The 2105 is supplied with the RC-980 remote control, the same unit supplied with the 2805. Although unremarkable, this learning universal remote is surprisingly functional. It has a straightforward layout, and I found both set-up functions and normal use to be accomplished simply and efficiently. The remote is not backlit but does have the usual substitute glow-in-the-dark features. All A/V set-up can be accomplished from the remote as well as on-screen. Because of having so many buttons, the labeling is small and hard to read.
The 2105 can be set up from either the remote, on the receiver's front panel, or through an S-Video connection to your monitor via OSD (On-Screen-Display). System Set-up begins by asking if you'd like the unit to perform in auto set-up. If you enter “Yes”, the analysis takes a few minutes. Before you plug in the supplied multi-directional microphone, you'll have to decide if you want to use two of the power amplifier channels to either the rear surround or to a second zone. Unlike the 3805, Denon provides the DM-S305 microphone with the 2105, which is very cool for a $649 receiver.
The Auto Set-up is a nine step process including speaker size, distance, and delay. Before it goes any further, it will perform a speaker check and all the while storing the previous calibration. If you end the process anytime during the set-up, it will remember the stored settings. An error message will warn of improper polarity (this is a very nice feature that will let you know if one or more of your speakers are out of phase with the rest of the speakers) or if it cannot detect left or right front speakers. Naturally this same set-up can be handled manually. Internal test tones allow each channel to be modified from -12 dB to +12 dB in 0.5 dB increments.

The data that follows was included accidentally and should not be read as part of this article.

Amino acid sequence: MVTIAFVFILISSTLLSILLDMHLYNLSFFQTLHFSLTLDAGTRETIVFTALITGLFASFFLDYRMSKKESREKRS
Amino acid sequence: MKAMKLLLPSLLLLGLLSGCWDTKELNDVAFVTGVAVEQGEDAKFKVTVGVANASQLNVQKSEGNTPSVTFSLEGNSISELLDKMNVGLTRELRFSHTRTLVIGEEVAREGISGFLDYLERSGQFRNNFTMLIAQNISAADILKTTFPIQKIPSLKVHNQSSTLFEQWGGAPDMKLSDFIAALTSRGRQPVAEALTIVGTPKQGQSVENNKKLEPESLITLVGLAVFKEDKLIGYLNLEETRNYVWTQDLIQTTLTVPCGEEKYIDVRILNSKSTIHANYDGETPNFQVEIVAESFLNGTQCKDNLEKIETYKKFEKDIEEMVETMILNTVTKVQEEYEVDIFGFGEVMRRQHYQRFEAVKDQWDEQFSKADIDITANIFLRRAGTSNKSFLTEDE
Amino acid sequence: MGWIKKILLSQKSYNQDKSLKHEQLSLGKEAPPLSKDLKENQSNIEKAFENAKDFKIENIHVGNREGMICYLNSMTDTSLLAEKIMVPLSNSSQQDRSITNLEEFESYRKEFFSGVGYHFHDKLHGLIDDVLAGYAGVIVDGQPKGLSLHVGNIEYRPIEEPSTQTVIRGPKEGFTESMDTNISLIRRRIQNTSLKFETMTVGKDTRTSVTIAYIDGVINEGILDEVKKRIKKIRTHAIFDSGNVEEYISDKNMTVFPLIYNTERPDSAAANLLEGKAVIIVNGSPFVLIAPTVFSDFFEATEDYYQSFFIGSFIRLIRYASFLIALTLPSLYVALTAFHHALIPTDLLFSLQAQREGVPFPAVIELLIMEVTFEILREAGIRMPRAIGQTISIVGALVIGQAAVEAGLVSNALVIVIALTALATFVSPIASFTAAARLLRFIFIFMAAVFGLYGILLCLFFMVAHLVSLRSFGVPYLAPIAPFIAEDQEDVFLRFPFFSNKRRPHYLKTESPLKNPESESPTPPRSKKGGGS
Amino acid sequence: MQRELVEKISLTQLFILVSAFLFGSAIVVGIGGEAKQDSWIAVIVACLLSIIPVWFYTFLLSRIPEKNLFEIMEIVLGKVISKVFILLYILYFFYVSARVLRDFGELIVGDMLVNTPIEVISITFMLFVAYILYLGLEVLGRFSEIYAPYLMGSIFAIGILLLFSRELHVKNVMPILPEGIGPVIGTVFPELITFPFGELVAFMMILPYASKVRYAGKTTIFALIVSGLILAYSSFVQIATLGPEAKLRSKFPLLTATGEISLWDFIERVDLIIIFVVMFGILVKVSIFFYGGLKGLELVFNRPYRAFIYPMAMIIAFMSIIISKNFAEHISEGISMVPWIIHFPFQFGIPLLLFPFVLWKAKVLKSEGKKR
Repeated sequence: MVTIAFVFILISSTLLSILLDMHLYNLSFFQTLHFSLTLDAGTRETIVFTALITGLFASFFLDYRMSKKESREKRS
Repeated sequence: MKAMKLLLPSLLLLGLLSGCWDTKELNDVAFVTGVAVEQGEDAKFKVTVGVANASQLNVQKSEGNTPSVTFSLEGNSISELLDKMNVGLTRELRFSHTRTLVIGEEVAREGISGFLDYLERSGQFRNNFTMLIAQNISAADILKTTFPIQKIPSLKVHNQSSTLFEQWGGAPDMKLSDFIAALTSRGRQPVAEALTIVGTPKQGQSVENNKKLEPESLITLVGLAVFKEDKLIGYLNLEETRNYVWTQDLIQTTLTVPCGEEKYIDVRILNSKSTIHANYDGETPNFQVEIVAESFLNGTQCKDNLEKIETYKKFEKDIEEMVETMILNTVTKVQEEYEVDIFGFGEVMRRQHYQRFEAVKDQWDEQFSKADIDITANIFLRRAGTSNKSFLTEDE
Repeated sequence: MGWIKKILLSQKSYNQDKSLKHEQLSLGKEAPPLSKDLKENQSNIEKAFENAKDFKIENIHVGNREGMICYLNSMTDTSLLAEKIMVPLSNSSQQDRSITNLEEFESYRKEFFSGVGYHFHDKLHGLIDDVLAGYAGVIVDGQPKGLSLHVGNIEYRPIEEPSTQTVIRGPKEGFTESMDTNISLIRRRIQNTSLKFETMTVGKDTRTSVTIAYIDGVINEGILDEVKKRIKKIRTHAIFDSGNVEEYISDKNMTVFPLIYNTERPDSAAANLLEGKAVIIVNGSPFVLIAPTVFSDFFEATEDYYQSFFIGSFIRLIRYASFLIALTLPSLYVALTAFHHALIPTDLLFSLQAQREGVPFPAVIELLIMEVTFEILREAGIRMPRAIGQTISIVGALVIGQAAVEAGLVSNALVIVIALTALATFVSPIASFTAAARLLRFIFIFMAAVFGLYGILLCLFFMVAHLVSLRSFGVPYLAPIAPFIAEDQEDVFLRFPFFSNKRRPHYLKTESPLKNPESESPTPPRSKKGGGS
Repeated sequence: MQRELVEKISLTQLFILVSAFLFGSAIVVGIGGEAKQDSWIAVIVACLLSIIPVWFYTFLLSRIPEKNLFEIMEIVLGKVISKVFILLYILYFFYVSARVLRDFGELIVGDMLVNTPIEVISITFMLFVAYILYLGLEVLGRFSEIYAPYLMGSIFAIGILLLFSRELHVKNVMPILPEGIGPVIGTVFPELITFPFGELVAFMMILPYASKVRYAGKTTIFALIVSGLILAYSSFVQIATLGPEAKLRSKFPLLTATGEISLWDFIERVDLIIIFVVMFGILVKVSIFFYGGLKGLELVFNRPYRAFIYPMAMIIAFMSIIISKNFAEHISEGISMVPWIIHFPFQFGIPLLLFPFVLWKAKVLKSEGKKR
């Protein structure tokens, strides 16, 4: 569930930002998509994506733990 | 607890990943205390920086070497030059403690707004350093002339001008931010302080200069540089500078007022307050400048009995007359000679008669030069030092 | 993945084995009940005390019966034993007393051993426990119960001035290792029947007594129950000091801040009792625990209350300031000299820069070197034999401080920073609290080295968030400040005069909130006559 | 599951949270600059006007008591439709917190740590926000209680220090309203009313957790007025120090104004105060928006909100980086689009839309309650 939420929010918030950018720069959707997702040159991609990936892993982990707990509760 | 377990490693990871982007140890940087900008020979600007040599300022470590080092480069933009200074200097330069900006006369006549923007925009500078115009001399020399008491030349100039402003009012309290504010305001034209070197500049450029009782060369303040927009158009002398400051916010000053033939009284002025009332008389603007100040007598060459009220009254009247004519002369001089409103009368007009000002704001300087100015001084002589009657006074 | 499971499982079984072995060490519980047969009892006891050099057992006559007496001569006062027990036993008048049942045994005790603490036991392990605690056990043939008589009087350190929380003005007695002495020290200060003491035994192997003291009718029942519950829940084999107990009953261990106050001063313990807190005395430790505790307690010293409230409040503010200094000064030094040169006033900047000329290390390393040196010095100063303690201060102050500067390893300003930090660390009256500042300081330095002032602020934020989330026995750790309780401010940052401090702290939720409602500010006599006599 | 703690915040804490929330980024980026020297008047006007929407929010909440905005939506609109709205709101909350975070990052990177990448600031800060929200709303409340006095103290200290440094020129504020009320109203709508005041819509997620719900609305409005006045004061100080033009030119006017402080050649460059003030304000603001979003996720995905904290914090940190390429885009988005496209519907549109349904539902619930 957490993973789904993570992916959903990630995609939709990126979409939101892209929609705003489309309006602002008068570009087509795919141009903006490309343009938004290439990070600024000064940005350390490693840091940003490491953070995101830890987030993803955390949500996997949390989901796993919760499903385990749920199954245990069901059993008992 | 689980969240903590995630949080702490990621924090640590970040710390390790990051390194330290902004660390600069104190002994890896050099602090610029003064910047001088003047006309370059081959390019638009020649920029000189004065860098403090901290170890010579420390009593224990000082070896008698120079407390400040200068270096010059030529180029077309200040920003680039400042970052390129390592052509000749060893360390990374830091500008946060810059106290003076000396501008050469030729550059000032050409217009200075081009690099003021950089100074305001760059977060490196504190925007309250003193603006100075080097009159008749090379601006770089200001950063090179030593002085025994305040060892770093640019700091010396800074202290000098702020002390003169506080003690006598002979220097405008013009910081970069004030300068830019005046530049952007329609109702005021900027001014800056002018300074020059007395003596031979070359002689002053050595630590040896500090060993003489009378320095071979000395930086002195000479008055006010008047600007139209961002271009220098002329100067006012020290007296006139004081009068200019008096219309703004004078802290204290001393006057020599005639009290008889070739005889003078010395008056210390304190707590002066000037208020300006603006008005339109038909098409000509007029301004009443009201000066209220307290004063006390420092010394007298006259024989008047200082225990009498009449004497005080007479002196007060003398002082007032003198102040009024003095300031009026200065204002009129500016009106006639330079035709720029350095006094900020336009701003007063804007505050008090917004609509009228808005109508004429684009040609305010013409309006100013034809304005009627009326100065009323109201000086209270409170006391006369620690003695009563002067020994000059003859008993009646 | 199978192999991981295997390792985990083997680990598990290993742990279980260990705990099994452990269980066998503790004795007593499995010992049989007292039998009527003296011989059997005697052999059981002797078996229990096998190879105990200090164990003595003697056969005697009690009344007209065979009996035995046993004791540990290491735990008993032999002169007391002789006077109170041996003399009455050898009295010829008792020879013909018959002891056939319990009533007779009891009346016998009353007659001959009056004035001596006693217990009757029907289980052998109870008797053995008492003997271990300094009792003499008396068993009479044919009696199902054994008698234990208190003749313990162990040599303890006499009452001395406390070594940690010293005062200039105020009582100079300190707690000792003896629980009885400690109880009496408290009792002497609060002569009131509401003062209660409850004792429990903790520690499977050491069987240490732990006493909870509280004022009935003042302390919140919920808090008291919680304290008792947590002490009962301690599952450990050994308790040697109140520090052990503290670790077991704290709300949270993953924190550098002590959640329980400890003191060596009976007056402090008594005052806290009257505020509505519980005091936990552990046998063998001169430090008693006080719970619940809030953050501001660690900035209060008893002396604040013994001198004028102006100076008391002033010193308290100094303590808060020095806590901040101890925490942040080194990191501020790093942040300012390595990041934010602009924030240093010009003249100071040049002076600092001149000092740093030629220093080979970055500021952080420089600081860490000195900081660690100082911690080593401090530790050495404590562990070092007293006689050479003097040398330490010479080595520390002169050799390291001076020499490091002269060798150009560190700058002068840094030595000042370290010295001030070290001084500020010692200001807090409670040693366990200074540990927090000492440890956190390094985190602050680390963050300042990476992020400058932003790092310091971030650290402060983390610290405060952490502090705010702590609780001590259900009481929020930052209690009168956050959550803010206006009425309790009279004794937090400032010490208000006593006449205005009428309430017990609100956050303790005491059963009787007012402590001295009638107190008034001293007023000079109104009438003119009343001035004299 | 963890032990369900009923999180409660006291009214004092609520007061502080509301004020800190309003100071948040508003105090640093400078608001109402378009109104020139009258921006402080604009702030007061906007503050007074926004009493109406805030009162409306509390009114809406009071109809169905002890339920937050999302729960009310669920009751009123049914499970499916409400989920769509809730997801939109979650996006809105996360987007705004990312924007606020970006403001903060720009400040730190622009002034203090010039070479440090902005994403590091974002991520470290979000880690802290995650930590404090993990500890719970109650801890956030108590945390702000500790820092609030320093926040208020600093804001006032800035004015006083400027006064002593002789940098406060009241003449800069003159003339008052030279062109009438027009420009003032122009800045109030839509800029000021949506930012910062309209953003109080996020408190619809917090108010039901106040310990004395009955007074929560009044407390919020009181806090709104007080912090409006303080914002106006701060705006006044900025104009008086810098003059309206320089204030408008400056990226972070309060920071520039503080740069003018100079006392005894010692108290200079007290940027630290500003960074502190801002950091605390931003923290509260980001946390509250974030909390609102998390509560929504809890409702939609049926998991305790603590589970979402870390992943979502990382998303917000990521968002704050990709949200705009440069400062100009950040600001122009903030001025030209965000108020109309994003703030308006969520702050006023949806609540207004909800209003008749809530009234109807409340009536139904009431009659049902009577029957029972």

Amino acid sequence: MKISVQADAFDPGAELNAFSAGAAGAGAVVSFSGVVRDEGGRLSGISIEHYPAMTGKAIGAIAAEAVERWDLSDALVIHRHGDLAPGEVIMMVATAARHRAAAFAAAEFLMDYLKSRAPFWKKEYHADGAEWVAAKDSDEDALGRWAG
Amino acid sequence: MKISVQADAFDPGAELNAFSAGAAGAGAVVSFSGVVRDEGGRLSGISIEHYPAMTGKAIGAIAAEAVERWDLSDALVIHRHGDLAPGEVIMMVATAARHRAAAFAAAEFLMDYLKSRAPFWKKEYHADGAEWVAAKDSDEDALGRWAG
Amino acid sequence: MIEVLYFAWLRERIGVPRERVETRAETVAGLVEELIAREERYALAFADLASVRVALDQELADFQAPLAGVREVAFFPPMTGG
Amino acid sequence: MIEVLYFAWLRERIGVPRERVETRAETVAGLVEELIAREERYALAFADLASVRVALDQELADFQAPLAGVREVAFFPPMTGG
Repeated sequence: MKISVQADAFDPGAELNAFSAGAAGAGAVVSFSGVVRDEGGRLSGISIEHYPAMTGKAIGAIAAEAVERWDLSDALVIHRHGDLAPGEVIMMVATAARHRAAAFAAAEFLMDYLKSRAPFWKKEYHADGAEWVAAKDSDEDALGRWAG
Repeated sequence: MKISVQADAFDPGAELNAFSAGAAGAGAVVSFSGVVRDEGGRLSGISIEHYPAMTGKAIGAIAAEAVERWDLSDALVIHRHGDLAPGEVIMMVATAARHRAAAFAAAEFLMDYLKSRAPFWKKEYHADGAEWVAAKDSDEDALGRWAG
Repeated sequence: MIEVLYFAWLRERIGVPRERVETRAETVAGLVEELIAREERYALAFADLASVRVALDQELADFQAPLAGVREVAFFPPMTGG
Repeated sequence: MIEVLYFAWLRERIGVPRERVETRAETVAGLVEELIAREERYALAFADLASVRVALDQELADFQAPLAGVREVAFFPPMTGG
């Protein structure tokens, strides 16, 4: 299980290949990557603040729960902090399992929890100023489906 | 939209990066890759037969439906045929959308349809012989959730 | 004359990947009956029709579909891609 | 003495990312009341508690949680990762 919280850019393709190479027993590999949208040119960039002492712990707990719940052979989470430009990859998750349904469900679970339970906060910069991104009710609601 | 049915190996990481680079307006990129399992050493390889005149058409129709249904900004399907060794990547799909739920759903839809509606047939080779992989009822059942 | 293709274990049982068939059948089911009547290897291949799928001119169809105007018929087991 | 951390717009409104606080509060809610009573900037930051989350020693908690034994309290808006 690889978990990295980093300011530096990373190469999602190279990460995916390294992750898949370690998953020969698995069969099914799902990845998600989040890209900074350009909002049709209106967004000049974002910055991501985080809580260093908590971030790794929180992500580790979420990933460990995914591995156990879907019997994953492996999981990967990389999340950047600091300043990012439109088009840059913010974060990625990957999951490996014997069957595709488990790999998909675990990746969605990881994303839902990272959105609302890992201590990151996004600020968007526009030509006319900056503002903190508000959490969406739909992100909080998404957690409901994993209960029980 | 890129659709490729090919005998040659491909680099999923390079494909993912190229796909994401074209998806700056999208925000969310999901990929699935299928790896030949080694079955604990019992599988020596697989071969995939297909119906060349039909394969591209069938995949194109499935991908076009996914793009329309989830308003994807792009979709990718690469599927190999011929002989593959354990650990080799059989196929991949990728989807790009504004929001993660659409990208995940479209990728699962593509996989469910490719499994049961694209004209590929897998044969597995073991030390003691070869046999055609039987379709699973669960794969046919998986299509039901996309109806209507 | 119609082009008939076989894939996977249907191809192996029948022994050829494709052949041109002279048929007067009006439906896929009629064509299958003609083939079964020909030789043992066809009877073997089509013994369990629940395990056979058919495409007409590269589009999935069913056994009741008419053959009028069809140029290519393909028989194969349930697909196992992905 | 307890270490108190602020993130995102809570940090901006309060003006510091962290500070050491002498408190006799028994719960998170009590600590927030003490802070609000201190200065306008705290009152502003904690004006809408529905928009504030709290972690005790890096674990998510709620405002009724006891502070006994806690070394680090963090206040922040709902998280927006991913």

Bass management allows eight crossover settings from 40 Hz to 250 Hz, with a recommended 80 Hz. With the front speakers set to Large, the subwoofer mode setting allows the LFE signals to be sent to the sub as well as the mains.
Again, with the microphone in place, the unit runs a series of pink noise bursts and the room parameters are then set. Testing the results with my Avia test disc, and Radio Shack SPL meter, I found the settings that the Denon made were quite accurate. Moving furniture around or relocating the microphone did yield alternate results and I found the adjustments hardly subtle. Unlike the 3805, no Room EQ is provided on this 2105.
The final set-up steps include assignment of the digital inputs and analog inputs. As I mentioned, the 2105 provides an excellent 100 MHz pass-through for HDTV signals, and my DVD movie playback was outstanding.
The AVR-2105 gives you an Auto Surround mode, which when activated, detects playback signals such as two-channel, stereo, or digital, and also multi-channel signals in DD or DTS.
If you're inclined to listen to FM broadcasts, the Auto Tuner will detect and store up to 56 stations, but make sure you have the best reception before running the auto detection.
Operationally, for the novice, I recommend setting the Surround mode to Auto and let the unit do all the flagging. A series of indicator lights on the display will tell you if the unit is giving you the playback desired. For those interested in multi-channel audio playback, either DVD-Audio or SACD external analog input jacks are provided.
The 2105 is equipped with the potential for 7.1 Surround Sound via the DSP (Digital Signal Processor). This includes 5CH/7CH stereo where a two-channel signal gives sound to the entire surround speaker channels. There is a Mono Movie mode for watching monaural movies, and self explanatory Rock Arena, Jazz Club, and Video Gme modes. For embellishing two- channel sources, either the Matrix or Virtual modes will “enhance” the music sources. A Personal Memory Plus function will remember the Surround Modes last played for any source and automatically play them back in the manner you previously enjoyed.